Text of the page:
About Us

Creative ideas emerge from combining experiences in a new way. BCrafty evolved from owner Sean Taft's childhood memories of his woodworking grandfather and his mother taking him with her to sell her floral and hand-painted wooden crafts combined with a seemingly insignificant event while attending a 2005 local craft fair in the Arkansas Boston Mountains near his home. At that fair he watched his wife Tamera purchase a name train for their son Ace. Sean looked at the $10 object and thought, "I can do that better and cheaper and still make money."

Sean started in a 10' x 12' shed in his back yard constructed from discarded, secondhand lumber. He used his grandfather's old scroll saw, a treasured gift from years past during his research and trial run stages but sadly broke it through wear and tear while completing his first order. After researching what scroll saw technology was available, Sean drove 50 miles to Fort Smith, Arkansas, even though Fayetteville was much closer to purchase a specific model he thought would best suit his needs. It did even though he wore out three of those more advanced saws during his very first year. The early process involved using computer drawn and printed patterns pasted on plywood as a guide. Within that first year Sean received five orders a week through his Internet site. Needing to increase both efficiency and production, Sean investigated the potential of a CNC router computer driven machine that automatically placed and cut designs on plywood in the most economical and space-saving configuration. Surprising everyone but himself, Sean built his own CNC router in 2008.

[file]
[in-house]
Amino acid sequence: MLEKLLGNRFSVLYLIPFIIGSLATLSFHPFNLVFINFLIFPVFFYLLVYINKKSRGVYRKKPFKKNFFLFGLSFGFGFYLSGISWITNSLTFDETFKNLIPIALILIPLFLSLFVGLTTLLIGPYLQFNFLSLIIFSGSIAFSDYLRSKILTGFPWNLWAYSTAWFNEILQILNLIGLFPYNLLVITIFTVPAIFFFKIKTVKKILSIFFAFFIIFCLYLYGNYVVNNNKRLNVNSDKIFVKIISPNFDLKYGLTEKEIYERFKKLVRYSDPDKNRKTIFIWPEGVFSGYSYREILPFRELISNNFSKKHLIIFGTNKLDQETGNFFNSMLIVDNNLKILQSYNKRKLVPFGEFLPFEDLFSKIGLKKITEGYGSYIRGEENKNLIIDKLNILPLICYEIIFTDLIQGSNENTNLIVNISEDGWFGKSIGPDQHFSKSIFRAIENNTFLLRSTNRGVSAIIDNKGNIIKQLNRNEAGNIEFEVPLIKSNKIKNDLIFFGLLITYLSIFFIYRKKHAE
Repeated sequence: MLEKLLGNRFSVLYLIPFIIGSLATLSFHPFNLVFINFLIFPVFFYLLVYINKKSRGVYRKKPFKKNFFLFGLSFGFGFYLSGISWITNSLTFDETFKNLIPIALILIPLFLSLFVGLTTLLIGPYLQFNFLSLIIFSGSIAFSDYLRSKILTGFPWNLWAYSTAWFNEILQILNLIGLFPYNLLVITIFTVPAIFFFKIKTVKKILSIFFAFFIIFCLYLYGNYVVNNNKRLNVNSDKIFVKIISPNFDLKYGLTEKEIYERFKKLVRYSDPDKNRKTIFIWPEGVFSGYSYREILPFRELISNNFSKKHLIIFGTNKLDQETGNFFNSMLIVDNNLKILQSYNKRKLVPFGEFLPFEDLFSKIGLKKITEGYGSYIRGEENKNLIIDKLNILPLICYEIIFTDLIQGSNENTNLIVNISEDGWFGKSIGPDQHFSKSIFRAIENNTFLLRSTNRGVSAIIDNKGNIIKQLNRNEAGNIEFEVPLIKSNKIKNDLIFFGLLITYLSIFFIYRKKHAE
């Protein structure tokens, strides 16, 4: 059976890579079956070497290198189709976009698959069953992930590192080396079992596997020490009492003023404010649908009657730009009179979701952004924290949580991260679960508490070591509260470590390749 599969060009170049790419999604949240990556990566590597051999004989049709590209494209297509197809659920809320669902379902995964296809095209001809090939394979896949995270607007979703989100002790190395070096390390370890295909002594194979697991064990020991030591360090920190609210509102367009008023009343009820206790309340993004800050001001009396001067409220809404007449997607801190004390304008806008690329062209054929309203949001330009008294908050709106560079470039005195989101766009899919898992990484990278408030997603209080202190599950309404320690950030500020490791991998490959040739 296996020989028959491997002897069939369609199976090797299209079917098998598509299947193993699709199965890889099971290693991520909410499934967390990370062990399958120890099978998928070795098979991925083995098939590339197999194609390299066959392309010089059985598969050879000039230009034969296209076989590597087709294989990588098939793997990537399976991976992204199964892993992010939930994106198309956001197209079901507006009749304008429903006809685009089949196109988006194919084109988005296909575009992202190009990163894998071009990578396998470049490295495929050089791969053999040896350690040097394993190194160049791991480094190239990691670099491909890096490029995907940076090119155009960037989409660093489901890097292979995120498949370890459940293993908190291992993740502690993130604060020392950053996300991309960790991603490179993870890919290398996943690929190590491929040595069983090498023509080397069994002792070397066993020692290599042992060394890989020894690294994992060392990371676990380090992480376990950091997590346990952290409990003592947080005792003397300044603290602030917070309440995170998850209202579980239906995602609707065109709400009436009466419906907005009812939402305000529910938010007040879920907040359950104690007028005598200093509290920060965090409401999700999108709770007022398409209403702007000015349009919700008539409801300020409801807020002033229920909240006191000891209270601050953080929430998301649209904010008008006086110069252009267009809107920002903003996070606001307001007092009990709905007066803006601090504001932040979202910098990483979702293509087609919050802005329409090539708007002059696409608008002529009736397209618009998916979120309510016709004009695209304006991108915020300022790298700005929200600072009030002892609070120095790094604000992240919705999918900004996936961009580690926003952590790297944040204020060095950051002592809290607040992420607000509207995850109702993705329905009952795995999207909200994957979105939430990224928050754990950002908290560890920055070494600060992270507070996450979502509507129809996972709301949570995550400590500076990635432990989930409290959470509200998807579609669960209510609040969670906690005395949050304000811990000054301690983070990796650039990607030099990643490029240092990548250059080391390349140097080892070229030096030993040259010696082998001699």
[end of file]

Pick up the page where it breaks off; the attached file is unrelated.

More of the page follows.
Sean's gift is the ability to pair machines and materials while continually creating, expanding, and refining processes. At one point Sean was able to reduce employees by 30% through observation, experimentation and "twiddling," while still increasing total production. Our employees do a superb job of keeping up and adapting to the Sean's continual product line expansion as he expands materials, equipment and licensing. A distant, colonial period relation of President Howard Taft, President Taft, as he humorously likes to be called, believes the secrets to success are envisioning a market before it exists and cross-training employees so they can jump in wherever they are needed. Sean said, "Good products sell themselves so my job is to design more products before you know you want them."



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